4) The Byrds “Sweetheart Of The Rodeo” (1968): It invented country-rock and gave us – God help us! – The Eagles and The Flying Burrito Brothers (a quick yeah for the under-rated Poco though!)  As if that wasn’t enough to hate this album for, it also introduced the world to the off key whining of Gram Parsons and – even worse – had Roger McGuinn mimicking the same off key whining throughout the album. Only Chris Hillman sounds at home, but even he seems to have given up adding to his fine storage of songs and can only offer us half-baked retreads of just dubious traditional songs as ‘I Am A Pilgrim’. The only track worth owning this sorry album for is Gram’s ‘100 Years From Now’ and even that sounds better in the outtake! The Byrds really struggled when they tried to branch out and be just one thing – had they kept to their usual eclectic grab-bag of styles this album’s tracks might well have sounded better. But as a half hour set of boring and samey songs go, this one takes some beating. How on earth did the promising follow up ‘Dr Byrds and Mr Hyde’ get so overlooked after this mess?!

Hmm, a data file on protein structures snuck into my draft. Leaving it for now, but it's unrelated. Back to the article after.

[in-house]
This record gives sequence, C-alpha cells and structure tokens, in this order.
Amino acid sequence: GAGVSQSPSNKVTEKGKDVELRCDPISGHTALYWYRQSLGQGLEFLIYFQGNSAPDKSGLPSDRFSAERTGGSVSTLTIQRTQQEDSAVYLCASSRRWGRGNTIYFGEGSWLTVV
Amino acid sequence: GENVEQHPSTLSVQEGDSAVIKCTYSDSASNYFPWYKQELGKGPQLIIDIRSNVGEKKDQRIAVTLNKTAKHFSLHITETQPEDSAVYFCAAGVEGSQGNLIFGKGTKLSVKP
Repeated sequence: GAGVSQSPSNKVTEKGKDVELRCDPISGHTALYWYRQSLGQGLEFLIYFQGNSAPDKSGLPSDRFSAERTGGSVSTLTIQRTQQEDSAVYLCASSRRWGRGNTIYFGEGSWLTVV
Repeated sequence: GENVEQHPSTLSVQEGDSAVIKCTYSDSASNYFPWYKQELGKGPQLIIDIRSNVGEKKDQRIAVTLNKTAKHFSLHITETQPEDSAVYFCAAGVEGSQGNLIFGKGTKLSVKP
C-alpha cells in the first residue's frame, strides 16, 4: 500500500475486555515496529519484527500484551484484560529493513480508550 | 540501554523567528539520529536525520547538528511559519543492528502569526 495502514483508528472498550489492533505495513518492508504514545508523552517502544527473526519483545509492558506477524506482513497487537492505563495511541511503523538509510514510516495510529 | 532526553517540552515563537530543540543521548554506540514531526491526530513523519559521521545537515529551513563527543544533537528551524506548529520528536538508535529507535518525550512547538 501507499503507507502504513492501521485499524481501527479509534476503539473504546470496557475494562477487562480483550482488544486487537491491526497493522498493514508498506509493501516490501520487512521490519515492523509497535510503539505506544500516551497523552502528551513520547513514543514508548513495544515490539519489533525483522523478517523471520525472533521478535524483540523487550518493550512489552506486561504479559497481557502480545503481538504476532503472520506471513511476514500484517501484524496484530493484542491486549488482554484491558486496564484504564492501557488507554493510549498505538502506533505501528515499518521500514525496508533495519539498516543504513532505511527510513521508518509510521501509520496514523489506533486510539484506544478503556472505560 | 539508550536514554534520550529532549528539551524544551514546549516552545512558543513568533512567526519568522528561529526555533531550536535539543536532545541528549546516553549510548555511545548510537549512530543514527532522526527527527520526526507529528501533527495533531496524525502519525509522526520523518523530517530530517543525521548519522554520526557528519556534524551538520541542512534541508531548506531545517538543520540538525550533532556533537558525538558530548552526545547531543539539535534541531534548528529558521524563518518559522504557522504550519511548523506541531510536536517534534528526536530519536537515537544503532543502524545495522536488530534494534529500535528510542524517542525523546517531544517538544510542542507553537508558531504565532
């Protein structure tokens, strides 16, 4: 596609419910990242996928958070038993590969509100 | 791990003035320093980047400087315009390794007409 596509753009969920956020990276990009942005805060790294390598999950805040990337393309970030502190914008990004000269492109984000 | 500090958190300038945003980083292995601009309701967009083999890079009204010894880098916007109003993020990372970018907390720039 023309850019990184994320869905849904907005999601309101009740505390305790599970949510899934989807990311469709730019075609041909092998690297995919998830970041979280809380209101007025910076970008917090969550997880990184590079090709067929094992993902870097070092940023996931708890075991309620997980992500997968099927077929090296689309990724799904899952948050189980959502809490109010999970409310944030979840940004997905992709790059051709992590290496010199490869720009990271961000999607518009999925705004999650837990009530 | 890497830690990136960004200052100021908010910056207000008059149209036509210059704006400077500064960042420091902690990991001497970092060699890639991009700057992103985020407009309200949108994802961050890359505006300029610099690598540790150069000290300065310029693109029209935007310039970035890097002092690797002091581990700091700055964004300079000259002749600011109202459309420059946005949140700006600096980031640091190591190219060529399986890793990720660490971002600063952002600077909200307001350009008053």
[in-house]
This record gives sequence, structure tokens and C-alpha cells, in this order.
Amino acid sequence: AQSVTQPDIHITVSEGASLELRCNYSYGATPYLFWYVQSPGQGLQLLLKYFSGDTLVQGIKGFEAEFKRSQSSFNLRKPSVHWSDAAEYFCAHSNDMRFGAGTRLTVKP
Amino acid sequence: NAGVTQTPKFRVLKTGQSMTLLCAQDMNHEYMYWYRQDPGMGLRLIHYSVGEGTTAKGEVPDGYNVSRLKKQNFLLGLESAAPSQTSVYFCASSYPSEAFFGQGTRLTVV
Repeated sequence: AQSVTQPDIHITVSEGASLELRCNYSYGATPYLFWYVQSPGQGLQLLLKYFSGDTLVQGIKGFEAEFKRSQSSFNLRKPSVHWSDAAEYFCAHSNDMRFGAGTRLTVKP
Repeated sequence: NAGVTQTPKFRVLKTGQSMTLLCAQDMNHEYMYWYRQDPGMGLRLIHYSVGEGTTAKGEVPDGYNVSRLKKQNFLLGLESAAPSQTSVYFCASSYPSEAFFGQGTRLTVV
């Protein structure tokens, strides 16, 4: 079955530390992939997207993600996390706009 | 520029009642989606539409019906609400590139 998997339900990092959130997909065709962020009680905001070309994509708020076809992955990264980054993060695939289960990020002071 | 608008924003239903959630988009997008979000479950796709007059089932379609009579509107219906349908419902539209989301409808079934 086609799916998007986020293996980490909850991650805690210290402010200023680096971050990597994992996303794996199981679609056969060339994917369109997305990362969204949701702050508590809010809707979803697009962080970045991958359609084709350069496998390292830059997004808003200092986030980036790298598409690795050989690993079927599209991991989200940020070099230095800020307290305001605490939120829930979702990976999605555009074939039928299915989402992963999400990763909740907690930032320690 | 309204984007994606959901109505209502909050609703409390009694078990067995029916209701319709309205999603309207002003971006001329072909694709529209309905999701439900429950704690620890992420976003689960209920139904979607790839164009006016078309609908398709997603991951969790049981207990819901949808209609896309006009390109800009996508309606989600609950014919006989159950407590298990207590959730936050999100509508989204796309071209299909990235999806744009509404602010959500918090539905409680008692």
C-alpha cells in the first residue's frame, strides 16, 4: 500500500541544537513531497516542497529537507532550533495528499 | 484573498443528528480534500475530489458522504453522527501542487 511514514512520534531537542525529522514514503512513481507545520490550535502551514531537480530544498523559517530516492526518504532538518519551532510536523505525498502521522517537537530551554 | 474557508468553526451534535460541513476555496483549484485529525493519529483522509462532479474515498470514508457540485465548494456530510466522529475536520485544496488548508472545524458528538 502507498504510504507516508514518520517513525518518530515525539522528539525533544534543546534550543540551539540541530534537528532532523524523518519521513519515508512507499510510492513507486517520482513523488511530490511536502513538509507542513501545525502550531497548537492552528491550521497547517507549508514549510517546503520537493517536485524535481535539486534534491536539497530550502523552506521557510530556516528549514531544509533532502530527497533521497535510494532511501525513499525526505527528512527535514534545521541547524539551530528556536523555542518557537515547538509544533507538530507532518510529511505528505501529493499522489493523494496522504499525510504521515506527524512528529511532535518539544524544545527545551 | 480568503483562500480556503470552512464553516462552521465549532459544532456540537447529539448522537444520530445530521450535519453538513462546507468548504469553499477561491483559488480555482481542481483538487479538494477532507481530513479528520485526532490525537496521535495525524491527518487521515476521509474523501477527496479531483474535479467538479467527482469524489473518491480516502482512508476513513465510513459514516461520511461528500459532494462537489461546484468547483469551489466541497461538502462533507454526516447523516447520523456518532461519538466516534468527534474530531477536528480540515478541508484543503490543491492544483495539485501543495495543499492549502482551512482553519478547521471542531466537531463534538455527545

3) Simon and Garfunkel “Bridge Over Troubled Water” (1970): Alright, so the title track isn’t my favourite song but its not that bad and the well known ‘The Boxer’ and the lesser known ‘The Only Living Boy In New York’ are out and out classics. But where did Simon and Garfunkel’s legendary quality control go to on the rest of the album? ‘Why Don’t You Write Me’ must be the worst white cod reggae song ever made by anybody (though Paul made up for it on his solo records), ‘Keep The Customer Satisfied’ is an out of tune self indulgent brassy mess, ‘Cecilia’ and ‘El Condor Pasa’ are so needlessly banal and simple they macke a mockery of Paul Simon’s early multi-layered masterpieces and Frank Lloyd Wright is one of the most boring AAA songs of all. If this album was a neglected one or even a bunch of outtakes I’d try and defend it, for the above three great songs at least, but when you consider this album is still in the top 10 best selling albums of all time and its easily the worst of Simon and Garfunkel’s five then my head wants to explode.